Countryside Alliance Director of Campaigns Tim Bonner writes: In the last month there has been a proposal put forward by the main party in Norway to repeal the ban on lead in shot, outside of wetlands and clay shooting grounds. The ban, which has been in place since 2005, has been more than a sore spot to the hundreds of thousands of hunters in Norway, so it is good to hear that common sense and fact-led arguments have prevailed over the hasty and ill-motivated ban.
The Norwegians have concluded, following sustained lobbying from the Norway Hunters’ Association (Jegernes Interesseorganisasjon), that there is no evidence of any real harm from the use of lead in shotgun cartridges and they believe that none of the alternatives to lead ammunition are as effective.
The Norway Hunters’ Association summed up the key facts for a repeal effectively – the amount of lead discharged throughout the countryside has a negligible impact on the environment, in comparison to both the potential welfare implications of using alternatives and the unknown environmental implications of those alternatives. The arguments about alternatives to lead shot are well rehearsed (read more about alternatives in our own Case for Lead here), but the simple fact is that it is vital we meet our responsibility to kill wild game in the most humane and effective way.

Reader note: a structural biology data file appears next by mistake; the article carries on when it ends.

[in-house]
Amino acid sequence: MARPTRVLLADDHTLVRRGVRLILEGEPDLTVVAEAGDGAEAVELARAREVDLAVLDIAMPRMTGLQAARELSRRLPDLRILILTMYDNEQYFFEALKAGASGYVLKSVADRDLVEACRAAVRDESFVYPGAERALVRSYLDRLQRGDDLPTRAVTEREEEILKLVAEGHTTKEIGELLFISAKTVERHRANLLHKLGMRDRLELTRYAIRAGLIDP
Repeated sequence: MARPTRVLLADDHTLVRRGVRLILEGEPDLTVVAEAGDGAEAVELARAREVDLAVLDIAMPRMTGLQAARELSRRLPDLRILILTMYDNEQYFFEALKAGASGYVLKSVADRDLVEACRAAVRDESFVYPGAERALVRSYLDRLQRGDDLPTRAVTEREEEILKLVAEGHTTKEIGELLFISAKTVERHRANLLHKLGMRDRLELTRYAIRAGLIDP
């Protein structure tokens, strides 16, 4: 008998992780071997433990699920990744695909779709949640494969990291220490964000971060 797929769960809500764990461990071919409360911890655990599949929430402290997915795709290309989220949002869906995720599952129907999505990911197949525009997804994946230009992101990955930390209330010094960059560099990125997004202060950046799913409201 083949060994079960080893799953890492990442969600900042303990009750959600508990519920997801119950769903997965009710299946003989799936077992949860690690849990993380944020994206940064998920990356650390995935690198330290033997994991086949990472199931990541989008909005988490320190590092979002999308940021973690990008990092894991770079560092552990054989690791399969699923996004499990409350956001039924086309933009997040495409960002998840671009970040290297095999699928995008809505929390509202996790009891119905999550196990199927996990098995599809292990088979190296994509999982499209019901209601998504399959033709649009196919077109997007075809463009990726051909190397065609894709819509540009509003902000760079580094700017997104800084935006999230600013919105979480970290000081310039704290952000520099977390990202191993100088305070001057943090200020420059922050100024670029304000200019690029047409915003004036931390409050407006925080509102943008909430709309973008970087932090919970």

These are interesting times for shooters in Scandinavian countries – Denmark is this year phasing in a ban on tungsten to add to its lead shot ban. The Danish Hunters’ Association (Jaegerforbundet) has publicly voiced its support for the measures, saying that the health risks are too serious to be ignored in the context of Danish shooting. Our own view here is that we should not be told to use alternatives when we still do not know the full environmental impact they possess.
We know comparisons should not be made between country and country. However, the clear lesson to take from this is that we should only act on evidence when considering restricting types of ammunition. Countries that act in haste on this issue may well end up having to repent later. However many countries are coming under increasing pressure from certain organisations to ban shooting in one form or another. For this reason we should be looking at how other countries are coping with this continued battle and take it all on board to use to shooting’s advantage.
Last year we published our document, The Case for Lead, which you may like to read to have the arguments at your fingertips as the lead-debate continues. Click here, or for hard copies please email [email protected]